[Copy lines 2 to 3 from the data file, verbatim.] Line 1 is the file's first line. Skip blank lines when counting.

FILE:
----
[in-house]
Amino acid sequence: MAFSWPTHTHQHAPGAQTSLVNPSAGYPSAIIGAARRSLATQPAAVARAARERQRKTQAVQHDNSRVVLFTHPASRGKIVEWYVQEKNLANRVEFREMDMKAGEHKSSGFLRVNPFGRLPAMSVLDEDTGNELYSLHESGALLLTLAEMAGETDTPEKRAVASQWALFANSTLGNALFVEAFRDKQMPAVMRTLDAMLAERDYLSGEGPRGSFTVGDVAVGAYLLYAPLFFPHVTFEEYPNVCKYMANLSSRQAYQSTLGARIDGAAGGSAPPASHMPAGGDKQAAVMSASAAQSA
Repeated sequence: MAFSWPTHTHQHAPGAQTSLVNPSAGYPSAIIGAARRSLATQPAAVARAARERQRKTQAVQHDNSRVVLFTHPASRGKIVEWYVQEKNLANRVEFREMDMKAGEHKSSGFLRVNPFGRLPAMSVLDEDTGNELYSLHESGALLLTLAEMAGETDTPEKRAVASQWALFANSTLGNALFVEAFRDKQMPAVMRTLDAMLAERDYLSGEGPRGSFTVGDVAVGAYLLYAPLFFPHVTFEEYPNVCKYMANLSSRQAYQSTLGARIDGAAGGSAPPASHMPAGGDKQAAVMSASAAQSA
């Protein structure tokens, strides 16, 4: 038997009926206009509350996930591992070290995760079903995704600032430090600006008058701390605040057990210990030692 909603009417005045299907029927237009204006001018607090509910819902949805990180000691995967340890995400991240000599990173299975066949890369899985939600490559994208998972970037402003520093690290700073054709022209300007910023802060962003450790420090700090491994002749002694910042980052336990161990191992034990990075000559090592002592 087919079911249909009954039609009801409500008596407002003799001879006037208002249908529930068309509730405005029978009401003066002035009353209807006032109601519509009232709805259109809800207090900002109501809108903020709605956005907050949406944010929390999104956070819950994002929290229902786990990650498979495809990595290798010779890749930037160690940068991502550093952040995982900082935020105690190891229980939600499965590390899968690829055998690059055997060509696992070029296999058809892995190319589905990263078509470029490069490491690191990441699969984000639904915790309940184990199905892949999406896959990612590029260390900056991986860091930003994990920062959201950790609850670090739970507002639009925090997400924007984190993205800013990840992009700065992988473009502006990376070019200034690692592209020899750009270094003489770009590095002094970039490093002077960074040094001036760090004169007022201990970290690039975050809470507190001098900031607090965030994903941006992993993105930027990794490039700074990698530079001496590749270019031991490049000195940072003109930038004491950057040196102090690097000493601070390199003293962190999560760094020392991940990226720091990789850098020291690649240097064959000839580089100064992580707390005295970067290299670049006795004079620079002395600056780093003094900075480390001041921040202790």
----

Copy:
Amino acid sequence: MAFSWPTHTHQHAPGAQTSLVNPSAGYPSAIIGAARRSLATQPAAVARAARERQRKTQAVQHDNSRVVLFTHPASRGKIVEWYVQEKNLANRVEFREMDMKAGEHKSSGFLRVNPFGRLPAMSVLDEDTGNELYSLHESGALLLTLAEMAGETDTPEKRAVASQWALFANSTLGNALFVEAFRDKQMPAVMRTLDAMLAERDYLSGEGPRGSFTVGDVAVGAYLLYAPLFFPHVTFEEYPNVCKYMANLSSRQAYQSTLGARIDGAAGGSAPPASHMPAGGDKQAAVMSASAAQSA
Repeated sequence: MAFSWPTHTHQHAPGAQTSLVNPSAGYPSAIIGAARRSLATQPAAVARAARERQRKTQAVQHDNSRVVLFTHPASRGKIVEWYVQEKNLANRVEFREMDMKAGEHKSSGFLRVNPFGRLPAMSVLDEDTGNELYSLHESGALLLTLAEMAGETDTPEKRAVASQWALFANSTLGNALFVEAFRDKQMPAVMRTLDAMLAERDYLSGEGPRGSFTVGDVAVGAYLLYAPLFFPHVTFEEYPNVCKYMANLSSRQAYQSTLGARIDGAAGGSAPPASHMPAGGDKQAAVMSASAAQSA